Two Reasons Why OKRs Are So Hard In Legacy Enterprises

At some point, organizations only want to hear good news. That could spell bad news not only for their OKR implementations, but the future of the company.

Michael H. Goitein

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Are we sure everything’s OK? Photo by Ali Khalil

It all started with a yellow status on a dashboard.

Across my years as an IT consultant, I was paid for my management and execution expertise across all aspects of Agile software delivery. The people who hired me expected full transparency, and wanted to know about any potentially problematic issues as soon as I saw them. I had even gained credit from one CEO for my habit of raising “pink” flags, which, if ignored, could grow into far more serious (and costly) problems. Now, for the first time, in what seemed an innocuous situation, I was being discouraged from raising awareness of a potential challenge.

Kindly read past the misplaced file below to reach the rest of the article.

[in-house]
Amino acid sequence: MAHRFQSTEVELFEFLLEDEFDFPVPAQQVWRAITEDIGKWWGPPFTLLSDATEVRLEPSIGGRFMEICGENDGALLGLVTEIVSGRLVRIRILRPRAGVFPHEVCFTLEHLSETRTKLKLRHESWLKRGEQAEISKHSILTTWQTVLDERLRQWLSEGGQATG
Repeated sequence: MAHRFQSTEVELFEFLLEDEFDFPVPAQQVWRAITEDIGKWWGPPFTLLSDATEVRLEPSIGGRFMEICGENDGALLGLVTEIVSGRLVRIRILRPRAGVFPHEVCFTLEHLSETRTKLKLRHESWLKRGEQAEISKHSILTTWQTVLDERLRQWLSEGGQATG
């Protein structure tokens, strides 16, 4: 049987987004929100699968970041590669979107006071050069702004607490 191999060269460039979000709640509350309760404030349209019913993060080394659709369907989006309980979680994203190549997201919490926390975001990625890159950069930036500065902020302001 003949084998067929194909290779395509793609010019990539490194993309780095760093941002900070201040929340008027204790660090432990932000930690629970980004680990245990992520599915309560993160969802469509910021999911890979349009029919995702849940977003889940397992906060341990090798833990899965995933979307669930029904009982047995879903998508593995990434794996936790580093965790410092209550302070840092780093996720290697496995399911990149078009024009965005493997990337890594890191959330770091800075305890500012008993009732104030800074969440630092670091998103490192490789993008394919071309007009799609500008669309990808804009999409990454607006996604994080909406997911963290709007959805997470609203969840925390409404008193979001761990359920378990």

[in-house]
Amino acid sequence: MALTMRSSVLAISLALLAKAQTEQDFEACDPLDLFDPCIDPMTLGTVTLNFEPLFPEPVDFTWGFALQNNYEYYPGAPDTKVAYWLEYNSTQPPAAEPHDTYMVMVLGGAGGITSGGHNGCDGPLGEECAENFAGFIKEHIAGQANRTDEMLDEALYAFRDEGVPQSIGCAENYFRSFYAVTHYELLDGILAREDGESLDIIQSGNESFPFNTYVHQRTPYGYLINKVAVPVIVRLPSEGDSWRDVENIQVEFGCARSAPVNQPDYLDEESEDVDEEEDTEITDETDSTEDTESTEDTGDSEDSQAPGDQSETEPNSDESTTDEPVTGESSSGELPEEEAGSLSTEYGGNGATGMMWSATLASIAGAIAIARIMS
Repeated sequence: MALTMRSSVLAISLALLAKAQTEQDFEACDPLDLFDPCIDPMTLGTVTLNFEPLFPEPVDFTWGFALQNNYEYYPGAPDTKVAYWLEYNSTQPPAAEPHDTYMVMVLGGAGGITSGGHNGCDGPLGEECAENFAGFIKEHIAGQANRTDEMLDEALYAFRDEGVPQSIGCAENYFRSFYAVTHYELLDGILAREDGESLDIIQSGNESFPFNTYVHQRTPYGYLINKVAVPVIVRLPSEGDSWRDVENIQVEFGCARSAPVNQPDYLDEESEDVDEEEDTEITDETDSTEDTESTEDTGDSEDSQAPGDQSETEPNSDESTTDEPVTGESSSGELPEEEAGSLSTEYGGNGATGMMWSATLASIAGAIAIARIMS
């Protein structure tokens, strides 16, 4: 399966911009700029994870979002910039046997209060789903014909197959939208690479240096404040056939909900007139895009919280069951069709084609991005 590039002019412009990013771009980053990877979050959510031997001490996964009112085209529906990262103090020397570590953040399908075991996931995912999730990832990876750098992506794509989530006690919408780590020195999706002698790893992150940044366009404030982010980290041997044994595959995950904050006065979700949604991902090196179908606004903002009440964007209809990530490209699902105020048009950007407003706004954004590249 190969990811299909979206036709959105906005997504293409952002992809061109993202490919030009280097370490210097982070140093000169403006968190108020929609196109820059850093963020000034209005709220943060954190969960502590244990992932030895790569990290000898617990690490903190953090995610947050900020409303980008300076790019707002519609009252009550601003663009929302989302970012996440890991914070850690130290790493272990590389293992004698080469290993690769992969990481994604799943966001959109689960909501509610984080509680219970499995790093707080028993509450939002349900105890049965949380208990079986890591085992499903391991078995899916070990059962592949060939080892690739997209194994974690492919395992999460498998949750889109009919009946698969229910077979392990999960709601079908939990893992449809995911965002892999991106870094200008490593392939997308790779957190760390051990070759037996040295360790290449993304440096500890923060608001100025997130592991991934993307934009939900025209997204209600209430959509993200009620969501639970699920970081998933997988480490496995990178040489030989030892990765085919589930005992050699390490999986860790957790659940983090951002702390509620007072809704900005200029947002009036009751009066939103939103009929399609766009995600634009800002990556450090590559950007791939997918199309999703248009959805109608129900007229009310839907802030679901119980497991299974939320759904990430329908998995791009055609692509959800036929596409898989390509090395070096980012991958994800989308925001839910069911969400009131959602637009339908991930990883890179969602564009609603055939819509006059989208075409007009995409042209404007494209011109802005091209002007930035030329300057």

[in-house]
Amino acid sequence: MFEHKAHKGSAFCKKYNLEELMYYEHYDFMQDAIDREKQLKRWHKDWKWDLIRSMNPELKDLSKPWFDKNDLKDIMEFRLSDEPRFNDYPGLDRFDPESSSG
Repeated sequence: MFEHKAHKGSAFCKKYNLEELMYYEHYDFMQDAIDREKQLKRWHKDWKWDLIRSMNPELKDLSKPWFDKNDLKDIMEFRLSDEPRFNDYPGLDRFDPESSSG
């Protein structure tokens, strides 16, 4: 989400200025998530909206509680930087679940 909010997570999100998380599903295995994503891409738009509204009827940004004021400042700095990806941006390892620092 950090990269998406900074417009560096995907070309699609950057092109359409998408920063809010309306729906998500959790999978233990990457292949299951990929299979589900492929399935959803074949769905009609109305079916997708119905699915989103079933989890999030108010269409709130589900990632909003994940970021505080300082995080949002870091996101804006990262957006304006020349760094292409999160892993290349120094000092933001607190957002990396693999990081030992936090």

“This wouldn’t land well. Change that yellow to a green.”

Large organizations love green dashboards

Perhaps it’s a cultural thing. Be nice, don’t rock the boat.

But at some point, when companies move from being a Day One to a Day Two organization, processes get put into place that people begin following on auto-pilot:

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Michael H. Goitein

Aligning Strategy, Product & Lean/Agile Delivery for maximum value | Enterprise Agile, OKRs & Product Coach at @keybank | https://michaelgoitein.substack.com/